Morgan Jones Pearson 31:27

So as you were talking about these things, the Spartan Race, and then wrestling, I kept thinking, I just want people to be able to see these videos of you because they're so incredible. So I'll be sure to put some of those in our show notes so that people can have a visual, because it really awe inspiring. But I love that you mentioned the youth of the church. And I want to say, as I was prepping and watching some of these videos, I noticed how often people that have heard you speak for EFY have commented on those videos and said his example changed my life. And so you certainly are succeeding in that goal. And I think that that's very cool. You mentioned your family and your desire to be a good dad and to support your family. And that being your highest priority. I wondered, what is it like as you have growing children who understand more and more the challenges that their dad faces, because I imagine when you have babies, they just see you and it's like he is what he is. But as they grow older, they recognize more and more how unique their dad is, and how amazing you are. So what is that, like, as your children grow up and recognize those things?

Kacey McCallister 32:44

I don't know that they've reached the point. I'm still just dad, you know, I'm I don't know that they really understand that I am different at all. Obviously I don't have legs, but it's just so standard for them. You know, it's so standard that I go and do the impossible things, the Spartan Races ,the jujitsu, whatever I do, it's just what I've always done. And so they have a perspective of constantly seeing the impossible is never impossible. It's just something you got to work on. It's just something that you constantly train yourself to overcome. So they have that perspective, maybe one day, they'll be like, "Holy cow. That's insane that he did that." But right now, I'm just dad with bad dad jokes and everything else that goes along with being a dad.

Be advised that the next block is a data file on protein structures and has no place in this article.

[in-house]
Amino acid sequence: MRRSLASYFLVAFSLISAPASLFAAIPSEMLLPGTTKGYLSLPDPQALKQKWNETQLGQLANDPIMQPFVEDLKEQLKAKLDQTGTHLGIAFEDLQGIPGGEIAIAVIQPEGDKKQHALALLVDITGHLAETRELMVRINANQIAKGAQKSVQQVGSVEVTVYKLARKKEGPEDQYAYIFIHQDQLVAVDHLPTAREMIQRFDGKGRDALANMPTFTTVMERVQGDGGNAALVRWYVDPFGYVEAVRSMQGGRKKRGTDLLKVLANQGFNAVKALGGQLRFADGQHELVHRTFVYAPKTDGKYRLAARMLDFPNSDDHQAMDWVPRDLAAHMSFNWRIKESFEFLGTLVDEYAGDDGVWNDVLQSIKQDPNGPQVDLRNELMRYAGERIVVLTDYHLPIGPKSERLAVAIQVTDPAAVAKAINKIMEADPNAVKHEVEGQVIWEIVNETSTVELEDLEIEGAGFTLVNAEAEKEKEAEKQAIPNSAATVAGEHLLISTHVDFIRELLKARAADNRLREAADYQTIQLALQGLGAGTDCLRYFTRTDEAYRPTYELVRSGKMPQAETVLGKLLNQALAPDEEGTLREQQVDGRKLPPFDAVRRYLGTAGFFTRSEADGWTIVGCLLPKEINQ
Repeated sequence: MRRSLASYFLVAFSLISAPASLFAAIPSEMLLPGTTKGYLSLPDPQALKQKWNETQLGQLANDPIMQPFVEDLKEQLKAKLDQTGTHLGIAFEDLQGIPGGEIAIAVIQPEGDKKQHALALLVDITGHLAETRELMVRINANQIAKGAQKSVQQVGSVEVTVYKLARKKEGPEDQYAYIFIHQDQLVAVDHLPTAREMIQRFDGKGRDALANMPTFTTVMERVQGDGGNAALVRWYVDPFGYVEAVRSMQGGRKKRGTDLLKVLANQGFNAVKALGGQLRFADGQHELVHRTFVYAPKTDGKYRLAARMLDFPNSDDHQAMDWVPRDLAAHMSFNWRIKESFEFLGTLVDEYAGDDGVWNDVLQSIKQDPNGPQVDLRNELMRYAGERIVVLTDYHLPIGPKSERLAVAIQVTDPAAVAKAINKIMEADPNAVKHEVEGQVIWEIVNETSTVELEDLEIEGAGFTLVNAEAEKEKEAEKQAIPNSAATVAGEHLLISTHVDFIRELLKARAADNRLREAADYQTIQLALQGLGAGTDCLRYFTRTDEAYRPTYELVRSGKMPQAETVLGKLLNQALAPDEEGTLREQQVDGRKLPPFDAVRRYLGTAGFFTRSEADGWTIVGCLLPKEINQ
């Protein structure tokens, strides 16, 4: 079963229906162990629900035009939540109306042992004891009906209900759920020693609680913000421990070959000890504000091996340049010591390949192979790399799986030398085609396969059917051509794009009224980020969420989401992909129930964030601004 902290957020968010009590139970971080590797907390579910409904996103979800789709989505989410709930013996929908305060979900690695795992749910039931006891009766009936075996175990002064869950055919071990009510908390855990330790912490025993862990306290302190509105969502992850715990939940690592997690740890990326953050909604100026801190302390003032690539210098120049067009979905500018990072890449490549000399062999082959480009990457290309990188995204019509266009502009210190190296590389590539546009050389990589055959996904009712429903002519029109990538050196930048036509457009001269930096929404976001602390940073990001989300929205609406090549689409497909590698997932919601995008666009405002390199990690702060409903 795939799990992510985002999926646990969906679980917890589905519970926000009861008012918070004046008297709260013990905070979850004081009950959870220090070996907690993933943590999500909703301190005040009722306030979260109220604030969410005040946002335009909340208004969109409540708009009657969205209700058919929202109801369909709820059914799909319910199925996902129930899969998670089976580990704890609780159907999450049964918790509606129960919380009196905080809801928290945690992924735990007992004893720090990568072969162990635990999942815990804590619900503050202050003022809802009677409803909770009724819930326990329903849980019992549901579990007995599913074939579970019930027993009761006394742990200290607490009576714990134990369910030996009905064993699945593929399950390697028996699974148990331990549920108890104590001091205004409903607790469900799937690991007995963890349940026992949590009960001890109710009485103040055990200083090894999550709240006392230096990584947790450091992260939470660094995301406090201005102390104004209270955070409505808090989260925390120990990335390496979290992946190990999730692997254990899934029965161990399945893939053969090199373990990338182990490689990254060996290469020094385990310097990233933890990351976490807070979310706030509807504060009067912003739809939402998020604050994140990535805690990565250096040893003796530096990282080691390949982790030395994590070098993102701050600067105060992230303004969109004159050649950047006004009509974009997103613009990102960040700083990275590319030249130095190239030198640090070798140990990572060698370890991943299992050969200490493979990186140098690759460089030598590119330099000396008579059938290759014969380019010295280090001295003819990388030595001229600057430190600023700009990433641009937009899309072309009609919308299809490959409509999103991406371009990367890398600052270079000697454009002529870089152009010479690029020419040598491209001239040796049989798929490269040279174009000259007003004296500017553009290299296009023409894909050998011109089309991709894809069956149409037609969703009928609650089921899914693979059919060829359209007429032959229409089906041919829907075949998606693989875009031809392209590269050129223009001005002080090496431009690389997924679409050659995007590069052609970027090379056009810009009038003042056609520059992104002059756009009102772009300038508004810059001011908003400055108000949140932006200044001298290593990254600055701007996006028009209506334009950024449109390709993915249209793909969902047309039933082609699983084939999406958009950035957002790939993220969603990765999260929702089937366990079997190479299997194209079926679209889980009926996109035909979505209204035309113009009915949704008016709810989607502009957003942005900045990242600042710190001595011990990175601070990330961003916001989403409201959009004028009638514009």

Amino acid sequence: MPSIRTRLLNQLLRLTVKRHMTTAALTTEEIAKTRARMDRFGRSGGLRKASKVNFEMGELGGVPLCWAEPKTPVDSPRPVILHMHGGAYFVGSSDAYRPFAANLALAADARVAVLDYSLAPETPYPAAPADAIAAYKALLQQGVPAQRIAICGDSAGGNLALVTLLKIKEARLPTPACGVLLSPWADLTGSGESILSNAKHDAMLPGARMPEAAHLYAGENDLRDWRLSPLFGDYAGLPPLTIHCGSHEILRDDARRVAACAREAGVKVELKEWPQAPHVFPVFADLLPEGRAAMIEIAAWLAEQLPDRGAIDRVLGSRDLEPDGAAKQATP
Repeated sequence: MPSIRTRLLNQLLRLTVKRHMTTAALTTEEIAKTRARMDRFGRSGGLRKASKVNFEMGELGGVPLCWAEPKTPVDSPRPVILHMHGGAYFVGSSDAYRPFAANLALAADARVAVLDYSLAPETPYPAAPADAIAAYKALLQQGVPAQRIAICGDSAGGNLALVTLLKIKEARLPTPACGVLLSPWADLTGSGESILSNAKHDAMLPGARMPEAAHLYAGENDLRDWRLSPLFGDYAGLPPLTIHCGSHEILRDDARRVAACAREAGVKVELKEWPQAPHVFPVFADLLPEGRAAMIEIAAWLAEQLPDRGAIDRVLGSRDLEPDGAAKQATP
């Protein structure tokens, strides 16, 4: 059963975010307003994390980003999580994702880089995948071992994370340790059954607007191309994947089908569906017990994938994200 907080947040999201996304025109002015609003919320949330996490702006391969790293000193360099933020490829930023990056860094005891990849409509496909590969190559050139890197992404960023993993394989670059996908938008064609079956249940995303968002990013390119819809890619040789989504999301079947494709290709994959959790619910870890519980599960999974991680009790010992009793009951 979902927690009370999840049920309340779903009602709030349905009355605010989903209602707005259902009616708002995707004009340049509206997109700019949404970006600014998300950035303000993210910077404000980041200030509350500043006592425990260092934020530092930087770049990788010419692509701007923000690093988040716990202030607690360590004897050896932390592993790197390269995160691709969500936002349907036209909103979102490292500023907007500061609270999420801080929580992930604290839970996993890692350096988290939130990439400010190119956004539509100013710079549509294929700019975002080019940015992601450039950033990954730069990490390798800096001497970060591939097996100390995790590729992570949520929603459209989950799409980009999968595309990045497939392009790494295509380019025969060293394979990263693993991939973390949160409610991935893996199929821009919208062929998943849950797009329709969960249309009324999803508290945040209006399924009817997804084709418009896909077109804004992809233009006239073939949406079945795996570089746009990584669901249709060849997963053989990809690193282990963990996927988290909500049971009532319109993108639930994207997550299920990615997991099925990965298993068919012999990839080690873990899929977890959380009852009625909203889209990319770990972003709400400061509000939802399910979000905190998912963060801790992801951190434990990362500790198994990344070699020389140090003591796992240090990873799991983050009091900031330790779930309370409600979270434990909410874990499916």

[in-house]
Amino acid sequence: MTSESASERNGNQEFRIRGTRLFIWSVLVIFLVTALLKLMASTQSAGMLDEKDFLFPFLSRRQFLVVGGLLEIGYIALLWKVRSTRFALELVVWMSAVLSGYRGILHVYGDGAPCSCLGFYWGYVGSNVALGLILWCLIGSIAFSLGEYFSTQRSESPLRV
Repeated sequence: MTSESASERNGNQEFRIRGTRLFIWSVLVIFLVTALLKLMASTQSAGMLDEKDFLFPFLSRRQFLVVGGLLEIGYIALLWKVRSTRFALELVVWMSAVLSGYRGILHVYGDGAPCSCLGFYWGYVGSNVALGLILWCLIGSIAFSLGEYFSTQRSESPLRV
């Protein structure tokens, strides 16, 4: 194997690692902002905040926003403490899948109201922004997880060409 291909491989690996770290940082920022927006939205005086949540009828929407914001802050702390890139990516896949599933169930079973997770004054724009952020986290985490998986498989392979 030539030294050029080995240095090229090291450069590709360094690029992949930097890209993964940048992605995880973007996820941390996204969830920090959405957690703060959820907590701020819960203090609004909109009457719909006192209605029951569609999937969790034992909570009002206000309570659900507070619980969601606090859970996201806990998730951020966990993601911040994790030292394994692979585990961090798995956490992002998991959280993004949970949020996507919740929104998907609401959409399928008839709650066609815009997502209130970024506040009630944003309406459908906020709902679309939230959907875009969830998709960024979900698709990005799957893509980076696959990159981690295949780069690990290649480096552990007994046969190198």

Morgan Jones Pearson 33:46

Yeah. Kacey, you mentioned earlier in our conversation, you've referenced emotional challenges and about how that's something that a lot of people struggle with, and I got the impression that you have not been immune to those things yourself. And you've mentioned in some of these previous interviews, that there have been times where you've struggled, and as as I've listened to you today, I'm like, "He's so upbeat. He's so enthusiastic, so optimistic," but what pulls you out of times where maybe it doesn't feel so light or happy or optimistic.